By Emily Soccorsy

For the last decade, I have worked with hundreds of high-level coaches. 

Whereas other professionals may focus on creating a product, or selling a service that someone else delivers, coaches are their businesses. 

They are always keenly aware of and focused on their influence, their approach, and the space they can create and hold for their clients.

While their practices may be based upon their influence, I’ve noticed they often struggle with a few common challenges that impact influence as they grow their practices. (These challenges may also apply to other professions, and if you see some that you too face, please let me know in comments.)

  1. Time management – The coaches I know and work with are extremely dedicated to their clients. Their business is about showing up for their clients and guiding them consistently and compassionately through their struggles. While they are not neophytes when it comes to time management, and can be very well-versed at it, I find they often prioritize the time required to serve their clients ahead of other aspects of the business, or, at times, self-care. This can result in the slower progression of their businesses and practices. 
  2. Fully developing and naming your unique approach – After becoming certified and launching their practice, coaches typically use approaches they learned through their education and certification. As they continue working with clients, a new approach, unique to them, springing from the confluence of their experiences, their philosophy, education and training, does begin to emerge. But coaches have a difficult time taking a break from working with clients (see No. 1) to fully develop and name their unique approach. This is a big lost opportunity. Fully developing and naming your unique approach, and thus demonstrating your skill and sophistication will differentiate your practice from other coaches. It also gives you the opportunity to grow in terms of speaking, presenting, training and coaching other coaches with your approach. 
  3. Being out of balance between serving current clients and attracting new ones – Building off the first observation, coaches are very dedicated to their clients. Alas, what they often get out of sync with is separating time out to continually approach new clients. While in many cases, clients come from referrals from existing clients, there are so many other simple ways to support a consistent cadence that helps to bring in new clients. These include simple thought leadership shares, a monthly, quarterly or bi-weekly newsletter to your existing list (yes, this still works to bring in clients), hosting small, intimate events on a topic relevant to your client base. Sprinkling in these activities, not to mention a little old-fashioned networking with people who are in your client base, help to gradually increase a coaches circle of influence and bring new potential clients into the conversation.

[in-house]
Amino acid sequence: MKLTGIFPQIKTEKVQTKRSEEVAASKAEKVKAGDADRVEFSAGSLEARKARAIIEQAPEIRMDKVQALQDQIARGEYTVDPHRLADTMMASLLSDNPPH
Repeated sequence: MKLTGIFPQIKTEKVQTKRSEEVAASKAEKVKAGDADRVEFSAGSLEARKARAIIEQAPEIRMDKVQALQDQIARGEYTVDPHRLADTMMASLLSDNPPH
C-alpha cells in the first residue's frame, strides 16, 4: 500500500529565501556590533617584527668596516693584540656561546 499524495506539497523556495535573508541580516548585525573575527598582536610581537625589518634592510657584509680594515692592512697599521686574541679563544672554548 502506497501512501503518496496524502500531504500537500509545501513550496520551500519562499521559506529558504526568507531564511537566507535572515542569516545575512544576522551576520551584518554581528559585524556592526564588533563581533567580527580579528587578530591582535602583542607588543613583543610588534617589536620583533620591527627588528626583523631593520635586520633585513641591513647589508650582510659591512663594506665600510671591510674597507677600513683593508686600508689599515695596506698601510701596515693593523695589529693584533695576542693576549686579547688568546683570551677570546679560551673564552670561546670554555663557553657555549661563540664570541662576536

4. Leaning fully into your niche – As a unique coaching approach emerges as coaches build their practice, so does a unique ideal audience. Your ideal audience, we teach clients at Root + River, are the people who are looking for you (not the people you are looking for). As a coach, they are the audience members who are energy-positive, share a similar set of values, bring positive challenges (they make you a better coach) and who refer you on. While the coaches I work with begin to see their audience niche emerge from their work, they sometimes delay in committing to that audience, which can create more difficulty in attracting new clients and in developing a differentiated brand. 

Unafraid of unconventional thinking and thoughtful and secure enough to present good challenges to their clients, coaches are a unique, influential bunch. Already successful in their own space, they chose to take their influence and step out into the unknown.

This is truly admirable – and the definition of being influential (the capacity to have impact on).

Being people who are empathetic and thoughtful, it’s easy for coaches to get pulled so deeply into their work, they miss opportunities to build their own brand – so they can reach and support more people. 

(This happens to generous leaders in all other areas of business, too.) 

It’s a great lesson for all of us: Influence works both ways. 

We tend to think of influence as extending outward, but it is also vital to take the inward journey of pausing to consider what our influence truly is, how we put language around it, and how we can internalize it more effectively so we can share it more effectively with others. 

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